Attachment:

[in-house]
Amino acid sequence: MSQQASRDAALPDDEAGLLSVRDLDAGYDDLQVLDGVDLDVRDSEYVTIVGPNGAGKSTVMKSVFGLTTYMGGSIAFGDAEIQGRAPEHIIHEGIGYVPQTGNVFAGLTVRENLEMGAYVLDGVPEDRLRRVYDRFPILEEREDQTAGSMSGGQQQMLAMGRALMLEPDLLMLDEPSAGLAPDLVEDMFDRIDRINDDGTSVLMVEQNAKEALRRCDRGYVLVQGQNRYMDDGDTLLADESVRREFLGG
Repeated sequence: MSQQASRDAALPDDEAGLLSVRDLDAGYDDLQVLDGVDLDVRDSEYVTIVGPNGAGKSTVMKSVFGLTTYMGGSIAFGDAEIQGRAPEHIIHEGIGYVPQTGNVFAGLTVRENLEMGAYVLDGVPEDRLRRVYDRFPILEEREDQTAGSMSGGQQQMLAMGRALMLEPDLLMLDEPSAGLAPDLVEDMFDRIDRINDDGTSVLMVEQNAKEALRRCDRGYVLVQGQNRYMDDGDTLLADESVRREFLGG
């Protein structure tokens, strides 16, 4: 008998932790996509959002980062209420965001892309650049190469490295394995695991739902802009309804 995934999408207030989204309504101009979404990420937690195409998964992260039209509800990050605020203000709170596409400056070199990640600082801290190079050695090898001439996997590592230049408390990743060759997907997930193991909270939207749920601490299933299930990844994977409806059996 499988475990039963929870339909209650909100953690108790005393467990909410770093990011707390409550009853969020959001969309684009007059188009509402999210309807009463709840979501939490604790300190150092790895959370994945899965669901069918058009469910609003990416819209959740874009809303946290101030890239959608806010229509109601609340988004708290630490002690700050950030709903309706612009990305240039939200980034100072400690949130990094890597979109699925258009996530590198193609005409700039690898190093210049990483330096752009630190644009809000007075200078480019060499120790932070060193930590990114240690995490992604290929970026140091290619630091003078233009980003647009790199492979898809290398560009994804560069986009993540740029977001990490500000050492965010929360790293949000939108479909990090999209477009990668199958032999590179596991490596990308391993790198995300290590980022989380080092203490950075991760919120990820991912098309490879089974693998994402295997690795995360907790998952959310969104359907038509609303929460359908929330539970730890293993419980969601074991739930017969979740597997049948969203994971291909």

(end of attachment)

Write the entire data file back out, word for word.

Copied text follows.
[in-house]
Amino acid sequence: MSQQASRDAALPDDEAGLLSVRDLDAGYDDLQVLDGVDLDVRDSEYVTIVGPNGAGKSTVMKSVFGLTTYMGGSIAFGDAEIQGRAPEHIIHEGIGYVPQTGNVFAGLTVRENLEMGAYVLDGVPEDRLRRVYDRFPILEEREDQTAGSMSGGQQQMLAMGRALMLEPDLLMLDEPSAGLAPDLVEDMFDRIDRINDDGTSVLMVEQNAKEALRRCDRGYVLVQGQNRYMDDGDTLLADESVRREFLGG
Repeated sequence: MSQQASRDAALPDDEAGLLSVRDLDAGYDDLQVLDGVDLDVRDSEYVTIVGPNGAGKSTVMKSVFGLTTYMGGSIAFGDAEIQGRAPEHIIHEGIGYVPQTGNVFAGLTVRENLEMGAYVLDGVPEDRLRRVYDRFPILEEREDQTAGSMSGGQQQMLAMGRALMLEPDLLMLDEPSAGLAPDLVEDMFDRIDRINDDGTSVLMVEQNAKEALRRCDRGYVLVQGQNRYMDDGDTLLADESVRREFLGG
């Protein structure tokens, strides 16, 4: 008998932790996509959002980062209420965001892309650049190469490295394995695991739902802009309804 995934999408207030989204309504101009979404990420937690195409998964992260039209509800990050605020203000709170596409400056070199990640600082801290190079050695090898001439996997590592230049408390990743060759997907997930193991909270939207749920601490299933299930990844994977409806059996 499988475990039963929870339909209650909100953690108790005393467990909410770093990011707390409550009853969020959001969309684009007059188009509402999210309807009463709840979501939490604790300190150092790895959370994945899965669901069918058009469910609003990416819209959740874009809303946290101030890239959608806010229509109601609340988004708290630490002690700050950030709903309706612009990305240039939200980034100072400690949130990094890597979109699925258009996530590198193609005409700039690898190093210049990483330096752009630190644009809000007075200078480019060499120790932070060193930590990114240690995490992604290929970026140091290619630091003078233009980003647009790199492979898809290398560009994804560069986009993540740029977001990490500000050492965010929360790293949000939108479909990090999209477009990668199958032999590179596991490596990308391993790198995300290590980022989380080092203490950075991760919120990820991912098309490879089974693998994402295997690795995360907790998952959310969104359907038509609303929460359908929330539970730890293993419980969601074991739930017969979740597997049948969203994971291909």